- We could have done more to juice our subscription numbers, but we didn’t have the time. For example, we had plans for experimenting with paid advertising, which we didn’t get to (but probably will at some point.) And we also had to spend a lot of time writing the book (which takes away from marketing the book.)
- Both of us were fairly confident we could have hit our target 1,000 subscribers had we put more effort in. At the same time, that effort was better spent on other things: writing the book (and in many ways changing what we had written and planned to write based on good qualitative feedback from existing subscribers), debating ideas, planning future marketing campaigns, etc.
- The number we did hit is pretty close to the target we set out. Had we only hit a few hundred, panic would have sunk in. But we were close enough, considering the effort we put in, to justify continuing with the project.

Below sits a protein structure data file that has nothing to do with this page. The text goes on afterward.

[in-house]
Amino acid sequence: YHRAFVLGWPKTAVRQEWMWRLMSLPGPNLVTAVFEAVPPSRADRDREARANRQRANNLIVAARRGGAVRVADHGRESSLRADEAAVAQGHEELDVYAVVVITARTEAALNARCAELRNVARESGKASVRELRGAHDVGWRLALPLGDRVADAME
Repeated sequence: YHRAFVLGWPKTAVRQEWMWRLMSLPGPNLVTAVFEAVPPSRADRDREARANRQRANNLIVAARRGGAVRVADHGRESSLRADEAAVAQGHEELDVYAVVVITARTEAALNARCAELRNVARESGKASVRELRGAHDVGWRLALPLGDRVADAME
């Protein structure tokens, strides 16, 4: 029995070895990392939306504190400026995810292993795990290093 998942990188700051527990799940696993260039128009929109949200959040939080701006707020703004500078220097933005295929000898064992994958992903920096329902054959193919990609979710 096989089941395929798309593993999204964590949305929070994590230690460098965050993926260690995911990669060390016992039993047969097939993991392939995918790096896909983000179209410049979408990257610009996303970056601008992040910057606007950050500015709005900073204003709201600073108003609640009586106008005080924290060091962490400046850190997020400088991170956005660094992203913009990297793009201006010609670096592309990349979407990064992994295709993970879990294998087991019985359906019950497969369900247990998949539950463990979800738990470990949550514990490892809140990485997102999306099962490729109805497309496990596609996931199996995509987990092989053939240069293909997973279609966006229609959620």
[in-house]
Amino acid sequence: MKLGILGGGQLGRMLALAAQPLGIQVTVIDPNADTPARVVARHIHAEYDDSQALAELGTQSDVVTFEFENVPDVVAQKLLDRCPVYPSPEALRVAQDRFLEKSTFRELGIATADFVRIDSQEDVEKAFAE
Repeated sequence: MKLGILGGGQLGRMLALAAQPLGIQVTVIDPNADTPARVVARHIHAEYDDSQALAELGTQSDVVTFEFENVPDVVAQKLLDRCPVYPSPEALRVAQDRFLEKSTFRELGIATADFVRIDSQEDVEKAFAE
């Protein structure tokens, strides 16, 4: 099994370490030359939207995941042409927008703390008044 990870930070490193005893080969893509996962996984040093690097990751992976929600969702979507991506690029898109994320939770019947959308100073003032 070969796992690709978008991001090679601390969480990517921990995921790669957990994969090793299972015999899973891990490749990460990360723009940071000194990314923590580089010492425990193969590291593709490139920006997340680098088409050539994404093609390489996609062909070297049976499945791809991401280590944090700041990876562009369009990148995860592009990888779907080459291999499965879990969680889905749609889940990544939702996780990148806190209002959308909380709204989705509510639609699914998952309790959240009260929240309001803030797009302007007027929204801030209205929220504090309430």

As you can see, we’ve got a mix of qualitative and quantitative analysis going on. There’s a bit of guesswork, gut and intellectual honesty thrown into the mix and that’s common when evaluating almost any metric, particularly at an early stage. You’re not dealing solely in fact, but without any facts at all, you’re not giving yourself the right framework for learning and adapting quickly enough.
Side note: As of this moment, we’re at 945 subscribers. We’ve added 39 subscribers in September so far, which is ~3.25 subscribers per day. In August we had 142 subscribers, which is ~4.6 subscribers per day. Our rate of subscribers is dropping. That’s not surprising, but it’s a number that we’re keeping an eye on. September will provide a decent benchmark that we can then use to compare for future months.